Rural Heights Foundation Collaborates With Junior Camp Ghana to Mentor Students

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Rural Heights Foundation Collaborates With Junior Camp Ghana to Mentor Students

With youth unemployment in Ghana and in most Sub-Saharan African economies soaring, the need to open up new market spaces and create conditions for social innovation is without doubt the most critical policy imperative that occupies any government which may be interested in private sector growth. This recognition provided context for a recent social entrepreneurship workshop that was organized by Rural Heights Foundation, a nonprofit that intervenes in primary and secondary education and also women economic empowerment in rural Ghana. The workshop, which was organized for the entrepreneurship club of Apam Senior High School, resulted in a resounding success in terms of reach and impact. Students were taken through a business model generation simulator that enabled participants gain working knowledge of how to create competitive and possibly, disruptive business models in both orthodox and unorthodox market spaces. The emphasis on evolving trends in digital content and mobile technology was a key feature of the workshop as participants were encouraged to acquire new-economy skill sets in addition to the traditional functional and generic skills that Ghana’s educational curriculum provides.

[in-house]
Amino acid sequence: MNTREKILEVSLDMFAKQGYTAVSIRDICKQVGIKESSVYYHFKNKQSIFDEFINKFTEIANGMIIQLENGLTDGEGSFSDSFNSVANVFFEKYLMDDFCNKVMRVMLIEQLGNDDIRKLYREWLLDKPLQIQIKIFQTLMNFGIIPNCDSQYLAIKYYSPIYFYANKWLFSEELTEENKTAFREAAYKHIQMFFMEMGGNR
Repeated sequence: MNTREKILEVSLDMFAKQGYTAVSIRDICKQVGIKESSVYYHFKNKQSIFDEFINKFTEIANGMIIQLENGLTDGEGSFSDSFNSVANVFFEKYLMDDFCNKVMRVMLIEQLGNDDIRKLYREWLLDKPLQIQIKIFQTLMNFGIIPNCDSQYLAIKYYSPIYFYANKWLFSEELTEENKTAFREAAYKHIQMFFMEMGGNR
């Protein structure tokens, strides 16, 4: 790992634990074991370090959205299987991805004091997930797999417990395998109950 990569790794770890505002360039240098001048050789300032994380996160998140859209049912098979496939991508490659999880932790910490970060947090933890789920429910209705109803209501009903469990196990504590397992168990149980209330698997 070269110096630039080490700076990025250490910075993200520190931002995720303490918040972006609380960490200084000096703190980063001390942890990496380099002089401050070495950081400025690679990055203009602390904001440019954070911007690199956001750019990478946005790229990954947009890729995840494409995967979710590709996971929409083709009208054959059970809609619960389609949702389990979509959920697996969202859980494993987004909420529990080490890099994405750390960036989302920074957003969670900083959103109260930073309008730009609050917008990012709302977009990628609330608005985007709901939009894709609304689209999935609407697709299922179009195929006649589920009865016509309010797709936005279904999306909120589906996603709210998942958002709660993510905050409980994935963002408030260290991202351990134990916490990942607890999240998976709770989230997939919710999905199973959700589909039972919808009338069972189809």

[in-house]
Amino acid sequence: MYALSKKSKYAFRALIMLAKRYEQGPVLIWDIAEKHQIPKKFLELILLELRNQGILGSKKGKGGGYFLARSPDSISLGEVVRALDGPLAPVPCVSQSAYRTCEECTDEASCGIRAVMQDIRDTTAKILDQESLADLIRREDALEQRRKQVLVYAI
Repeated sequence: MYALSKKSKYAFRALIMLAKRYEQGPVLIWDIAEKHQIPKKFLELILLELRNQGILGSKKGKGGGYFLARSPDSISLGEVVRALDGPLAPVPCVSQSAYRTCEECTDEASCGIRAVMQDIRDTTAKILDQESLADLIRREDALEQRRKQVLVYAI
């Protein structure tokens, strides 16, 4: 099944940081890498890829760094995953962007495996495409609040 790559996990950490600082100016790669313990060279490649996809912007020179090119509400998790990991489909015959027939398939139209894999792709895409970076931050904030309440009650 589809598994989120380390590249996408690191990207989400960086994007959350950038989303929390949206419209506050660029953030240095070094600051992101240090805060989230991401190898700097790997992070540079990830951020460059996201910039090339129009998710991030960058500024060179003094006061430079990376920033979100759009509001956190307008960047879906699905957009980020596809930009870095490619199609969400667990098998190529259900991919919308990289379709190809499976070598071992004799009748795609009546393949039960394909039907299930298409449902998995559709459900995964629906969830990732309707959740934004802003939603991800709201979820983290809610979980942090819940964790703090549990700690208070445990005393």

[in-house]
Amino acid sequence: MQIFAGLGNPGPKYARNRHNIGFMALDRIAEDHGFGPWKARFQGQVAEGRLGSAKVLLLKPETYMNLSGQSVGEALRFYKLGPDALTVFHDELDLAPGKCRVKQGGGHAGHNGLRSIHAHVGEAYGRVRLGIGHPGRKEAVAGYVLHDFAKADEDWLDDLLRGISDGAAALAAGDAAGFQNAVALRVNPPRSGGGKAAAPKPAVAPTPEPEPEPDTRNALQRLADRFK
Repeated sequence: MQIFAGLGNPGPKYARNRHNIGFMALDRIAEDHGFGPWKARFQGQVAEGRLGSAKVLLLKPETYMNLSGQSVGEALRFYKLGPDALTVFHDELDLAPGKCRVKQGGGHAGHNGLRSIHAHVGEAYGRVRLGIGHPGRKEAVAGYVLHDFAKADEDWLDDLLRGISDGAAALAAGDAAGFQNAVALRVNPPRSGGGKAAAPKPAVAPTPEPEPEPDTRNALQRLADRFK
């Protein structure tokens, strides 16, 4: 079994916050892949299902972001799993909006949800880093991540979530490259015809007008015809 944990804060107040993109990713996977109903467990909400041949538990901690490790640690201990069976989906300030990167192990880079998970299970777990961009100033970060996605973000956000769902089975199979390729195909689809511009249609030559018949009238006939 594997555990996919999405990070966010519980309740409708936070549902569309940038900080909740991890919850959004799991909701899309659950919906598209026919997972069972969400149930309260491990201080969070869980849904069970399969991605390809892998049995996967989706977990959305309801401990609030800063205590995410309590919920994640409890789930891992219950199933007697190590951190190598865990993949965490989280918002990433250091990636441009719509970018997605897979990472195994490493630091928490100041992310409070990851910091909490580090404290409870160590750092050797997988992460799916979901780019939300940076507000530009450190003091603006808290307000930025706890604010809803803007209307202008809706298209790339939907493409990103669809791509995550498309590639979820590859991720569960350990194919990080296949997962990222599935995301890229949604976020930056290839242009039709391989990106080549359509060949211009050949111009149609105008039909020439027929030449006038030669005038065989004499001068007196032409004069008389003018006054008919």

Over 40 members of the Entrepreneurship Club participated in the workshop, acknowledging through post-event feedback, the benefits accrued in terms of new knowledge acquired. The project was co-facilitated by Junior Camp Ghana, an NGO that focus on mentoring Senior High students to succeed in life.

 

The Big Picture

Most of Rural Heights Foundation’s current interventions are in Gomoa West district where educational outcomes at the Basic and Primary levels clearly suggests a weakening of fundamentals that serve as critical drivers of academic performance. According to information from Ghana Education Service, in 2011, 70% of all students who sat for Basic Entrance and Certificate Examination (B.E.C.E) in Gomoa West, failed and therefore were unable to progress to Senior High School. For the past three years (2011-2014), average pass rate of B.E.C.E candidates for Gomoa West was 31.79% (Data sourced from Ghana Education Service and District Directorate of Education, Apam). This workshop was therefore an integral part of executing the Foundation’s theory of change, which states that; improved academic outcomes are tightly coupled with two interlocking drivers: 1. an empowered teaching staff that employ innovative approaches to enhance learning experience and 2. A program of instruction that aligns pedagogy and content with the emerging demands of the global market.


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